Principal Supervisor: Dr Saverio Brogna - School of Biosciences
Co-supervisor: Dr Aditi Kanhee
PhD project title: Understanding gene expression: what is the mechanism of nonsense mediated mRNA decay?
University of Registration: Birmingham
We seek to understand how genes are correctly expressed in eukaryotes. This lab particularly focus on understanding nonsense mediated mRNA decay (NMD), an evolutionary conserved process that serves both as an mRNA surveillance mechanism and a means to regulate gene expression in eukaryotes1. NMD affects the expression of a large fraction of the genome from yeast to human, yet it is not clear what is the mechanism, or possibly multiple mechanisms, that link premature termination to reduced mRNA2. Understanding NMD will be key to a gaining a more satisfactory view of gene expression, moreover, long term it may also have an economic impact on society, specifically, as NMD is a promising drug target for a class of mutations that are linked to human diseases. We study the basic NMD mechanism in fission yeast, which as demonstrated by our earlier publications, the wealth of reagents we have generated and extensive preliminary results that we have (and can share with applicants), is a particularly suitable experimental system. This particular project focuses on understanding the cytoplasmic and nuclear functions of UPF1, and indirectly that of the other two conserved proteins UPF2 and UPF3 that are also required for NMD in essentially all eukaryotes.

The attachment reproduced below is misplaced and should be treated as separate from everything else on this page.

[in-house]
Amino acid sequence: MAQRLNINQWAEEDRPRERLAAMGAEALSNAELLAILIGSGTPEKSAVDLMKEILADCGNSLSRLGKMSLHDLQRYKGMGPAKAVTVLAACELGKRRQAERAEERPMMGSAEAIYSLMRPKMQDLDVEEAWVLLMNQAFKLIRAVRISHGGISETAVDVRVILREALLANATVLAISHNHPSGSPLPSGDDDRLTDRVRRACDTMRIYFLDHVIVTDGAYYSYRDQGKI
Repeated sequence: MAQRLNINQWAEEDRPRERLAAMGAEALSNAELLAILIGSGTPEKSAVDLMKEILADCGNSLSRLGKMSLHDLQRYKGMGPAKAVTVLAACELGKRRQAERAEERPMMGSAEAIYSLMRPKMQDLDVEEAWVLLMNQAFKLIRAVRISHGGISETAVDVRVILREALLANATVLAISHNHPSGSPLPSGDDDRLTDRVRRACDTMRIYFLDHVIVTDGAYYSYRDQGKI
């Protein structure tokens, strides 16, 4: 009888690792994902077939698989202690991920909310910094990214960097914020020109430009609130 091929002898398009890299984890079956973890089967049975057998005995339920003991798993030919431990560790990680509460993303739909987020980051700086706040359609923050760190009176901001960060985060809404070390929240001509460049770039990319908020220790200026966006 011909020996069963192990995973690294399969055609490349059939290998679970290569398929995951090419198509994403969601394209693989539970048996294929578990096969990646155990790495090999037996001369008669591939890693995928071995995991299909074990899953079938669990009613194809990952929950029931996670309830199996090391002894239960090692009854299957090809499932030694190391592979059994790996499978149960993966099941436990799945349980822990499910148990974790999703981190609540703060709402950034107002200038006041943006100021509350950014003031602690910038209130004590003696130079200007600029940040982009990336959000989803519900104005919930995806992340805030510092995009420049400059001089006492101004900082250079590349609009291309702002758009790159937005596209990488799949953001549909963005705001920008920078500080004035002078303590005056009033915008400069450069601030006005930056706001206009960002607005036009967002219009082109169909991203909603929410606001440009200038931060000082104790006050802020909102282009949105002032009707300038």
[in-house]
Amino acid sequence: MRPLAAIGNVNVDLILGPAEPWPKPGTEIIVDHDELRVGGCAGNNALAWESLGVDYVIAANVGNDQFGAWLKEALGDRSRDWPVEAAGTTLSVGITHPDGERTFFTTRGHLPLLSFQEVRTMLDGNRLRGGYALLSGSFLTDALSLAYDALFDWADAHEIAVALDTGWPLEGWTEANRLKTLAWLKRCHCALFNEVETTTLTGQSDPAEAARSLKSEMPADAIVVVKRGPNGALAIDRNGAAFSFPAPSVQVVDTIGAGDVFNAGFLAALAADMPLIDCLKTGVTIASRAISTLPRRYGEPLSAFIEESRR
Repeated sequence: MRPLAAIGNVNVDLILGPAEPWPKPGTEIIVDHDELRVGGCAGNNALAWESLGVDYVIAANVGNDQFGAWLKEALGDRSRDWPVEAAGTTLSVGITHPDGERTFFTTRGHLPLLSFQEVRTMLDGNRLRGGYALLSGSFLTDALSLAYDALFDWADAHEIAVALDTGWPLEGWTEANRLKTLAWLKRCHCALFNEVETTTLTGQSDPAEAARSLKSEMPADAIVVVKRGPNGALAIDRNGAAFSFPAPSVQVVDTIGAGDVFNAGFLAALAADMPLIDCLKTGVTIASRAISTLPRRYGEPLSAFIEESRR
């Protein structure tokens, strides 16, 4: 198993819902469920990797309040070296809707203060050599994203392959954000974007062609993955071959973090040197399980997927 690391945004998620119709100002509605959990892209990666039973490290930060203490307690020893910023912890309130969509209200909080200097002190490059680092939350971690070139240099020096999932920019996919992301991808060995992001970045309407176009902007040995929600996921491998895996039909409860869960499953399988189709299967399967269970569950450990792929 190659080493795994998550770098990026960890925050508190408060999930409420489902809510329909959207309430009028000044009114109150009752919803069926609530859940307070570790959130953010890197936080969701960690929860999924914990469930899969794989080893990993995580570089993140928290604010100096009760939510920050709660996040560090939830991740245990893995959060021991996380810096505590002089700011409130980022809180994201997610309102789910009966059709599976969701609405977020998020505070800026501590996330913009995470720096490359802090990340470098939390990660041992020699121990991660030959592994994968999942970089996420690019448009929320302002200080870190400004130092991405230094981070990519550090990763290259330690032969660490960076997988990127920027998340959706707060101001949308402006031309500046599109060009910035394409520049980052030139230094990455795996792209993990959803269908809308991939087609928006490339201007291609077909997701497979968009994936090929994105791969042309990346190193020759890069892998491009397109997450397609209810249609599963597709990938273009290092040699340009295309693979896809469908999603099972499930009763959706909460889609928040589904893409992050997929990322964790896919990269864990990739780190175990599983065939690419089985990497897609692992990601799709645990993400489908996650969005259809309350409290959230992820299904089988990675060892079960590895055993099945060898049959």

- Brogna, S. & Wen, J. Nonsense-mediated mRNA decay (NMD) mechanisms. Nat Struct Mol Biol 16, 107-113, doi:10.1038/nsmb.1550 (2009).
- Brogna, S., McLeod, T. & Petric, M. The Meaning of NMD: Translate or Perish. Trends Genet 32, 395-407, doi:10.1016/j.tig.2016.04.007 (2016).
BBSRC Strategic Research Priority: Molecules, cells and systems
Techniques that will be undertaken during the project:
- The project will provide advance training in:
- Molecular biology
- Yeast molecular genetics
- Genomics (analysis of next generation sequencing)
- Proteomics (high-throughput mass spectrometry)
Contact: Dr Saverio Brogna, University of Birmingham